The page you requested has moved and you've automatically been taken to its new location.
Please update your link or bookmark after closing this notice.
Climate change vulnerability in the transportation context is a function of a transportation system’s exposure to climate effects, sensitivity to climate effects, and adaptive capacity.
Exposure refers to whether the asset or system is located in an area experiencing direct impacts of climate change, such as temperature and precipitation changes, or indirect impacts, such as sea level rise.
Sensitivity refers to how the asset or system fares when exposed to an impact.
Adaptive capacity refers to the systems’ ability to adjust to cope with existing climate variability or future climate impacts.
The Federal Highway Administration (FHWA's) Climate Change and Extreme Weather Vulnerability Assessment Framework (hereafter, "the framework") is a guide and collection of resources for use in analyzing the impacts of climate change and extreme weather on transportation infrastructure. Its purpose is to identify key considerations, questions, and resources that can be used to design and implement a climate change vulnerability assessment. The processes, lessons learned, and resources outlined in the framework are geared toward State departments of transportation (DOTs), metropolitan planning organizations (MPOs), and other agencies involved in planning, building, or maintaining the transportation system. It includes suggestions and examples applicable to a wide range of applications, from small qualitative studies to large, detailed, data-intensive analyses. The resources included in the framework will be added to and updated over time.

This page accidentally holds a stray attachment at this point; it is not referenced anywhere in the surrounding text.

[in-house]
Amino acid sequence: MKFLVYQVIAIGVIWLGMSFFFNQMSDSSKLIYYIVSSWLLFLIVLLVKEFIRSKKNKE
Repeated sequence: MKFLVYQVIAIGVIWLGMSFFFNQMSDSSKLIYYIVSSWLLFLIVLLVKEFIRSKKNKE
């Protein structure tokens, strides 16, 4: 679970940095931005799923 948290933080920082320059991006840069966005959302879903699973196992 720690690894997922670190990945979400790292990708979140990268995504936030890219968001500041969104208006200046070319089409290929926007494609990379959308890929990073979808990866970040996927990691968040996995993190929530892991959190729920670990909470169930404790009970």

The framework is informed by and draws examples from five climate change vulnerability and risk assessment pilot projects that the FHWA sponsored in 2010-2011 (hereafter, "the 2010 pilots"). The 2010 pilots were undertaken by State DOTs and MPOs to implement an earlier version of the framework, which the FHWA termed the "Vulnerability and Risk Assessment Conceptual Model." The conceptual model was meant to serve as a flexible guide for the 2010 pilots to test these basic steps and for the FHWA to obtain feedback on the suggested process. This updated framework uses the experiences of the pilots to provide some examples of the "how to" of the assessment. The 2010 pilots were:
The framework also draws from the FHWA's Gulf Coast Study, Adaptation Peer Exchanges, Federal Transit Administration adaptation pilots, and other work. For more information on each of the pilots and other efforts, seeAppendix A, or the FHWA's 2010 pilots website.
The vulnerability assessment framework consists of three primary components, as shown in Figure 1 and described in more detail below:
Figure 1: Climate Change and Extreme Weather Vulnerability Assessment Framework